I was asking yesterday about radically loving the urban landscape, and today I feel like I encountered some pretty interesting examples of how the urban spaces can be used for social activism – through art work that has a multifaceted purpose: brightening up the area, empowering artists, and sharing important messages. I particularly liked the semiology used in the ‘Wars’ piece that suggests a correlation between consumerist culture and violence. Something to reflect on.


Community Organising is the race between Hope and Fear.

Today, we finally learnt a bit more about what community organisers actually do:

  • building relationships;
  • finding common themes;
  • bringing people together to take action.

Essentially, the methodology focusses on building public relationships with individuals through one-to-one conversations, listening for the common concerns and issues, and then bringing together the community to take action and work united to make a change. There is a focus on achievable tangible…

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How to measure the height of a tower–medieval style

2015-06-29 15.39.57

As part of my Religion and Science sabbatical theme regular readers of this blog won’t have missed my interest in mediaeval bishop-scientist Robert Grosseteste, and in particular – because it’s an area I have some background in – in a fifteenth century treatise on the liberal arts that draw heavily on his writings. The treatise was extended at some point to give extra very practical material on measuring things – rather Scouting for Boys in style, but very necessary given the technological conditions of its age.

A key tool for measuring heights and depths was the quadrant, a quarter section of the more familiar astrolabe as described by Chaucer (the same scribe wrote the manuscript of “my” treatise as wrote some of the Chaucer ones) – and curiously a pocket-size quadrant was found just ten years ago in an excavation at Canterbury, dating from 1338 (you can tell from the astronomical marking used what date is meant for), and saved for the nation by the British Museum where it is now one of their highlights ( Chaucer was born in 1343 so it all fits together rather well!

For fun I’ve printed out the image of the quadrant on card, stretched back to its proper shape, cut it out and made my own. You can see how tiny it is by the old threepenny-bit that got pressed into service as its plumb-weight. And it has to be said that markings are by no means those of a precision instrument; but nevertheless I’ll be having a go at using it. Hope I’m not late for any appointments…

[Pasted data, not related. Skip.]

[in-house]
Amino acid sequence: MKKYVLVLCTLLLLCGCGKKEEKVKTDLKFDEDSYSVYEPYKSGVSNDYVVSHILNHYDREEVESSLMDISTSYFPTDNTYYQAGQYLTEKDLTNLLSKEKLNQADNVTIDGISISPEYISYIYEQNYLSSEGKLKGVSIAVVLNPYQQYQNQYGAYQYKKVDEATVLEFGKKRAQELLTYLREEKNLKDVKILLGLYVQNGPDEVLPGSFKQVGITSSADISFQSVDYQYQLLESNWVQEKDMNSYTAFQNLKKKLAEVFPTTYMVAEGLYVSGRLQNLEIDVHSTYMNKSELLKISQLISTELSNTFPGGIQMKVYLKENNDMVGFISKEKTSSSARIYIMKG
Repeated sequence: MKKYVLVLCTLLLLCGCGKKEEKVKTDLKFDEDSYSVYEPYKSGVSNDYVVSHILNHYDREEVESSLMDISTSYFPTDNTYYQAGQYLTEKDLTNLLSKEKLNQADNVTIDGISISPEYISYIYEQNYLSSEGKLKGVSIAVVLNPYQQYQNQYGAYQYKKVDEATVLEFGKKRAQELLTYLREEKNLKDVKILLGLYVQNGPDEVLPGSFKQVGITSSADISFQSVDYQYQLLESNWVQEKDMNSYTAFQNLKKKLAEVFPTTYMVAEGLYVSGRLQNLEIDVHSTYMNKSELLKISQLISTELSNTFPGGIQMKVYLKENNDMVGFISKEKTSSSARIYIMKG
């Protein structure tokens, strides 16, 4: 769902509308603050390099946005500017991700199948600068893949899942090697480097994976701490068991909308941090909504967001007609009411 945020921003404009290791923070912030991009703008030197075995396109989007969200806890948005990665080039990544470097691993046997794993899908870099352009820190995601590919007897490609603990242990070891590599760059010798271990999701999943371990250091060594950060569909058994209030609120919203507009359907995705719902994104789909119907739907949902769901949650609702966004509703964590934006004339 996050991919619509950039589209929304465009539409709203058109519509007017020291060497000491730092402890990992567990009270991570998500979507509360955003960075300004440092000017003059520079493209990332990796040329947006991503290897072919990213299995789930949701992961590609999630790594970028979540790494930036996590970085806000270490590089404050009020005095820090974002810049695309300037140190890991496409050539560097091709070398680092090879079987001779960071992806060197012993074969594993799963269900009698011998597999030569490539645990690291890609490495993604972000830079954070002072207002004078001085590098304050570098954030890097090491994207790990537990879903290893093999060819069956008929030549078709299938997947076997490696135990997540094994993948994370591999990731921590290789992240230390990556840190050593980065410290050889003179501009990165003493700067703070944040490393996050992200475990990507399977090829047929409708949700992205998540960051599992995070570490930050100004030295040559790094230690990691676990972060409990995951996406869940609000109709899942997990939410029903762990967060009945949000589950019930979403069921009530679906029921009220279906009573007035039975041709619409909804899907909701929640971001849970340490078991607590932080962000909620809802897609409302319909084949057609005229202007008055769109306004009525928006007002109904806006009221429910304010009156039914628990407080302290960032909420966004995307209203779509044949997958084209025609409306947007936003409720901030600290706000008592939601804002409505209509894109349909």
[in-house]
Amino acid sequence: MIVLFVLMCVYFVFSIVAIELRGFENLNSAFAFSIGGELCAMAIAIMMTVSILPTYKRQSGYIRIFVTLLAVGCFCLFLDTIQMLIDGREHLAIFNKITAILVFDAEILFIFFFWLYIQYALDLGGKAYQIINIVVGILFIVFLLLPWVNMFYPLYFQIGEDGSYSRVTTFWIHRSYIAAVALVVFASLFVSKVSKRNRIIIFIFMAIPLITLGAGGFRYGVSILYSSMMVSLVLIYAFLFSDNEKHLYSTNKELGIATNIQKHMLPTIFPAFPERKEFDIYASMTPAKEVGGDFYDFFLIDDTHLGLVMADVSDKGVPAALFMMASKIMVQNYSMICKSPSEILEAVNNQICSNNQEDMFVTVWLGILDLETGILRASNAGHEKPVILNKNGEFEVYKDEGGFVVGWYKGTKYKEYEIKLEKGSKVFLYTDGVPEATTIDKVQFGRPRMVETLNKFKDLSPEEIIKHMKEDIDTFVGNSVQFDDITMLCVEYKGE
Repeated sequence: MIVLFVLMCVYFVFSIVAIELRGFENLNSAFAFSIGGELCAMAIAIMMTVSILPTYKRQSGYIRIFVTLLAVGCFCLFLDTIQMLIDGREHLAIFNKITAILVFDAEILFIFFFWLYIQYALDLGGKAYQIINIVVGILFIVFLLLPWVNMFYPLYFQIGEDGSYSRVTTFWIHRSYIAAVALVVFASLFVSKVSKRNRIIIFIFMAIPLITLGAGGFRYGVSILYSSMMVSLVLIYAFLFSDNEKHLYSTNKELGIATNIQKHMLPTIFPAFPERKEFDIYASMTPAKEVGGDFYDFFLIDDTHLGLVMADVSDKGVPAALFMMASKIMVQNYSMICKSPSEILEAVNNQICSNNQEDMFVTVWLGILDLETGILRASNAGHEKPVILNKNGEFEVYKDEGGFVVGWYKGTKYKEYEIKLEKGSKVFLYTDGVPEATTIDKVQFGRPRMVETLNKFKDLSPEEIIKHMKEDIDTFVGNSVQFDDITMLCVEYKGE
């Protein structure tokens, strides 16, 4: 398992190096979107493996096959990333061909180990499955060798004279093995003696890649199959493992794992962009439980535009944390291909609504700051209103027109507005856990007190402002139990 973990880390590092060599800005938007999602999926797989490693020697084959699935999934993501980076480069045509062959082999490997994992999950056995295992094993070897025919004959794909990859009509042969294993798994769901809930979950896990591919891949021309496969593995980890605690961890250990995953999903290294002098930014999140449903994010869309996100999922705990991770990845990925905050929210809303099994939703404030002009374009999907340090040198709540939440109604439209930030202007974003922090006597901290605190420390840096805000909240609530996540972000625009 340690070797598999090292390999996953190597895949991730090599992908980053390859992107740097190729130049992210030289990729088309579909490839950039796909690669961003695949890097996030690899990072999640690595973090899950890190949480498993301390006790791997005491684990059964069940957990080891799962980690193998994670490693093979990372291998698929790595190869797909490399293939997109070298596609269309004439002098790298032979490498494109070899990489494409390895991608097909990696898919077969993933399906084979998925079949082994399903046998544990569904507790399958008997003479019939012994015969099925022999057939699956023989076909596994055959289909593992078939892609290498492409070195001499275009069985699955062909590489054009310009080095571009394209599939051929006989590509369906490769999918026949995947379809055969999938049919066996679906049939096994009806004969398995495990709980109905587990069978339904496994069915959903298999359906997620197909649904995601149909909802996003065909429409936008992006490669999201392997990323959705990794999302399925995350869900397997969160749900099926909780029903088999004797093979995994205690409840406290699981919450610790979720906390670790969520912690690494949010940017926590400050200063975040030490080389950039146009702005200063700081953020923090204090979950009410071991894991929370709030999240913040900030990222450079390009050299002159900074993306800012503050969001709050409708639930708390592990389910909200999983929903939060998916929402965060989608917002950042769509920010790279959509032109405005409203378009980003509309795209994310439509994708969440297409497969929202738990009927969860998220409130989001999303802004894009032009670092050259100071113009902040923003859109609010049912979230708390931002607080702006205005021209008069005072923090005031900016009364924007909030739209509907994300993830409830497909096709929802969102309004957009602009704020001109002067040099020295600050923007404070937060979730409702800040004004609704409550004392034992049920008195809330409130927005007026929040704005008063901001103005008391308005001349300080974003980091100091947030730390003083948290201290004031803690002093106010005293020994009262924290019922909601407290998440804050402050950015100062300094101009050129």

Here’s how my medieval treatise says it can be used to measure the height of a tower:

If ye wil knowe the height of a thyng bi his quadraunt or triangle, behold and considre the hiest part of the thyng thurgh both holis of the quadraunt, and go toward or froward the thyng til the perpendicule plom fal vpon the mydlyne of the quadraunt, that is to say vpon xlv degrees. After this ye shal take the length fro youre eye to the erth and marke the place of your standyng and mesure to the grounde of the thynge that ye mesure, and put therto þe length from your eye to your foote, and al that to guyder shal be the mesure of the altitude that ye wil have, as is shewed in picture.

The essential “picture” or diagram got lost in transmission so here’s one I prepared earlier:


Using the quadrant to sight the top of the object at 45° sets up a pair of similar isosceles right angled triangles, the first of which ABC has sides equal to the height to be measured and second of which FGC has equal sides being the distance from the eye to the ground and the distance from that ground point to the point where the hypoteneuse strikes the ground. Adding the distance between the point beneath the eye and the base of the object (BG) and the distance between the eye and the point beneath it on the ground (FG which equals GC) gives the length BC which is equal to the length AB, QED. And phew!